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THE DECLARATION OF INDEPENDENCE-1776 1

IN CONGRESS, JULY 4, 1776

The unanimous Declaration of the thirteen united

States of America

WHEN in the Course of human events, it becomes necessary for one people to dissolve the political bands which have connected them with another, and to assume among the powers of the earth, the separate and equal station to which the Laws of Nature and of Nature's God entitle them, a decent respect to the opinions of mankind requires that they should declare the causes which impel them to the separation.

We hold these truths to be self-evident, that all men are created equal, that they are endowed by their Creator with certain unalienable Rights, that among these are Life, Liberty and the pursuit of Happiness. That to secure these rights, Governments are instituted among Men, deriving their just powers from the cor ent of governed,

-That whenever any Form of Government becomes destructive of these ends, it is the Right of the People to alter or to abolish it, and to institute new Government, laying its foundation on such principles and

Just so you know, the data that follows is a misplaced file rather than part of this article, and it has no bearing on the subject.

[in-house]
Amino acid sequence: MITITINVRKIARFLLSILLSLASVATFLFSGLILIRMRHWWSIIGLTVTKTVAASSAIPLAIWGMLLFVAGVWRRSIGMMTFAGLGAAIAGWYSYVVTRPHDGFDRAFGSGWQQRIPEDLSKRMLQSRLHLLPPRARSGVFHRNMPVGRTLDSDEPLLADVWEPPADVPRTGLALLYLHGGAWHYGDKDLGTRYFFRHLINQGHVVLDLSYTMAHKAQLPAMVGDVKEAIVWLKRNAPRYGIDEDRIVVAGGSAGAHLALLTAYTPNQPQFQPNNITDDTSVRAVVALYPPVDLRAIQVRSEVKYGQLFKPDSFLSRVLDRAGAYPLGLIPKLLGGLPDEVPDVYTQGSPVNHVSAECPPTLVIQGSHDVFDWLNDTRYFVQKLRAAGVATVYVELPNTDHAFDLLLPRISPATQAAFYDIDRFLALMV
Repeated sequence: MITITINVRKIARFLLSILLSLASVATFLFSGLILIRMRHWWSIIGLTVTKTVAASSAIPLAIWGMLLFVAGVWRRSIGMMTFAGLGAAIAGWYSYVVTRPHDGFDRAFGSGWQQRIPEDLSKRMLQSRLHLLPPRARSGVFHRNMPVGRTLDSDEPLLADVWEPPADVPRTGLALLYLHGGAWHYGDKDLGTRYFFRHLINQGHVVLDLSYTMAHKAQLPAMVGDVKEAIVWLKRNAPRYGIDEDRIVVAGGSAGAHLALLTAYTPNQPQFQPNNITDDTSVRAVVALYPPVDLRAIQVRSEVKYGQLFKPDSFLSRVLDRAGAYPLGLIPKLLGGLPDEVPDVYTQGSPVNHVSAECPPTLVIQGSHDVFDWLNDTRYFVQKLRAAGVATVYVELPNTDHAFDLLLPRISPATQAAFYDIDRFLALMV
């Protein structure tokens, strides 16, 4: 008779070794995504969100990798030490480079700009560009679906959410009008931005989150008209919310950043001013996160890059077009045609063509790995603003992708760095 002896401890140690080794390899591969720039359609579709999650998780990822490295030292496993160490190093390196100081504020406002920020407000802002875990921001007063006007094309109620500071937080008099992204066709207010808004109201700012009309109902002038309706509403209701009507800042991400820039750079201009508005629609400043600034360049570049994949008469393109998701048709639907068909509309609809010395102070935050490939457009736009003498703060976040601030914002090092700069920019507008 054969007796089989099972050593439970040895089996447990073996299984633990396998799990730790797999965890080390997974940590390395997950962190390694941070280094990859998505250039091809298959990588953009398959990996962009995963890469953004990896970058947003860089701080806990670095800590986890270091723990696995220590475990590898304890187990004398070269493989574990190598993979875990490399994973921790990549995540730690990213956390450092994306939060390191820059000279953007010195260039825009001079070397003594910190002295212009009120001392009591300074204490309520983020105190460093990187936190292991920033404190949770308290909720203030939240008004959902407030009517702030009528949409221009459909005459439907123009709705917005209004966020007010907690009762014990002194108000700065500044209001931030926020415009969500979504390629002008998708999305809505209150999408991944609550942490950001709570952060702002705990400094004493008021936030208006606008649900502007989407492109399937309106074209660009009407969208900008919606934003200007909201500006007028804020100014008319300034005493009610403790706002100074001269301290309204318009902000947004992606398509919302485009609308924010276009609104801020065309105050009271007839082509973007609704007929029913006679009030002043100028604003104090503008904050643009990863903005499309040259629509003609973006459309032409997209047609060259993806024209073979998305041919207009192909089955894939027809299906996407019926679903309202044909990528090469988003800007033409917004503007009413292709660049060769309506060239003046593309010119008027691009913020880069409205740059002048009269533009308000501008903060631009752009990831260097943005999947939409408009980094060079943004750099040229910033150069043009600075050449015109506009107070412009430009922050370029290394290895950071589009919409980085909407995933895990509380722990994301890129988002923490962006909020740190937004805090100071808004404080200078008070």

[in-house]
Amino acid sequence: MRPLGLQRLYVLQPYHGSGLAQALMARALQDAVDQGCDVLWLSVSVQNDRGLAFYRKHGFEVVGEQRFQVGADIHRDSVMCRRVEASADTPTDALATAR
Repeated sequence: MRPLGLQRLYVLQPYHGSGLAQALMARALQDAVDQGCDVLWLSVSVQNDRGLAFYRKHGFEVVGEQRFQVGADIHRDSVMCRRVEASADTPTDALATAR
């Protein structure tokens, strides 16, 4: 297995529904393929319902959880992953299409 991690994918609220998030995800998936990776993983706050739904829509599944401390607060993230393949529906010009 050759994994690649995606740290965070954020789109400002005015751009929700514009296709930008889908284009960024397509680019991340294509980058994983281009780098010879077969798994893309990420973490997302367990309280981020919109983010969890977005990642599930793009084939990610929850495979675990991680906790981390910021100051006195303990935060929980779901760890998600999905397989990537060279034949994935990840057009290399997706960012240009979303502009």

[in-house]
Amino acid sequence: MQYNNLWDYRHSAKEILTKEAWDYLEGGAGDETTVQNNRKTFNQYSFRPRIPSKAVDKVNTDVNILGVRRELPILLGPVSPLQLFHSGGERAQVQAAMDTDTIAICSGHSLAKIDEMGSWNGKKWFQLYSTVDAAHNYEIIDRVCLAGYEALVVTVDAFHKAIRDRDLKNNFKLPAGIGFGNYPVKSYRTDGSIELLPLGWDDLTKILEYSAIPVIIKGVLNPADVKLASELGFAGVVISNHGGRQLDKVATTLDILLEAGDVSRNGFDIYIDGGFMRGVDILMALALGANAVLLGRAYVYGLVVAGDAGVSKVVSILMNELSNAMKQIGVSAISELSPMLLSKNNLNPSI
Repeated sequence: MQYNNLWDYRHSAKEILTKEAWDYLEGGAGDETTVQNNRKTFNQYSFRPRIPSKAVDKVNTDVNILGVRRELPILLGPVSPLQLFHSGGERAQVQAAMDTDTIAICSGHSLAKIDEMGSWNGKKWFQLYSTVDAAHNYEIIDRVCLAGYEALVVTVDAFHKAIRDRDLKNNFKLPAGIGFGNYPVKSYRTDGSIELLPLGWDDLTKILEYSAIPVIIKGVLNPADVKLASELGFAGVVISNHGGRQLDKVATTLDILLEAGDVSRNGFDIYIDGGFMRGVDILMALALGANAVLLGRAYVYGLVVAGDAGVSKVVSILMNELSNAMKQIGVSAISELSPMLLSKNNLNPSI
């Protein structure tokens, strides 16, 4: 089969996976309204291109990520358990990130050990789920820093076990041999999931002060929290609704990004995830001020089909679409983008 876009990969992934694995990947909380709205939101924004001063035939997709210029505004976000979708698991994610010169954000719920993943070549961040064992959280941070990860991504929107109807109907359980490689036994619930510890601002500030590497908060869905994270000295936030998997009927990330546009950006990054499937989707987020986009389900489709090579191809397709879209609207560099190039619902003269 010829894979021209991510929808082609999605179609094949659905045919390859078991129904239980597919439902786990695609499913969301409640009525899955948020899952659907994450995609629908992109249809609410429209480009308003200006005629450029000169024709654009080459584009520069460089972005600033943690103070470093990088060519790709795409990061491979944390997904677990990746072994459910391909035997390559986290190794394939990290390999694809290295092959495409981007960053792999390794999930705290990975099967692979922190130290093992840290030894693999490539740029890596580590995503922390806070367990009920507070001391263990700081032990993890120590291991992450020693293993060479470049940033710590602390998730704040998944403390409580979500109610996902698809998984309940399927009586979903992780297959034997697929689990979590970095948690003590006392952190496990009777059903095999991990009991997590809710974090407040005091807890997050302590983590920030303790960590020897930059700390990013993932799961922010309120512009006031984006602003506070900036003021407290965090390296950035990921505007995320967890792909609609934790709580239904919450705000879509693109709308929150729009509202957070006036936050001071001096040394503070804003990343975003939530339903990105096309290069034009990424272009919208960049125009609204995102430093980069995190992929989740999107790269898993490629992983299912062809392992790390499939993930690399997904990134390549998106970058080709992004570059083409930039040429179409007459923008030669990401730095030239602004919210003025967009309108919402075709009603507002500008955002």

1 The delegates of the United Colonies of New Hampshire; Massachusetts Bay; Rhode Island and Providence Plantations; Connecticut; New York; New Jersey; Pennsylvania; New Castle, Kent, and Sussex, in Delaware; Maryland; Virginla; North Carolina, and South Carolina, In Congress assembled at Philadelphia, Resolved on the 10th of May, 1776, to recommend to the respective assemblies and conventions of the United Colonies, where no government sufficient to the exigencies of their affairs had been established, to adopt such a government as should, in the opinion of the representatives of the people, best conduce to the happiness and safety of their constituents in particular, and of America in general. A preamble to this resolution, agreed to on the 15th of May, stated the intention to be totally to suppress the exercise of every kind of authority under the British crown. On the 7th of June, certain resolutions respecting independency were moved and seconded. On the 10th of June it was resolved, that a committee should be appointed to prepare a declaration to the following effect: "That the United Colonies are, and of right ought to be, free and independent States; that they are absolved from all allegiance to the British crown; and that all political connection between them and the State of Great Britain is, and ought to be, totally dissolved." On the preceding day it was determined that the committee for preparing the declaration should consist of five, and they were chosen accordingly, in the following order: Mr. Jefferson, Mr. J. Adams, Mr. Franklin, Mr. Sherman, Mr. R. R, Livingston. On the 11th of June a resolution was passed to appoint a committee to prepare and digest the form of a confederation to be entered into between the colonies, and another committee to prepare a plan of treaties to be proposed to foreign powers. On the 12th of June, It was resolved, that a committee of Congress should be appointed by the name of a board of war and ordnance, to consist of five members. On the 25th of June, a declaration of the deputies of Pennsylvania, met in provincial conference, expressing their willingness to concur in a vote declaring the United Colonies free and Independent States, was laid before Congress and read. On the 28th of June, the committee appointed to prepare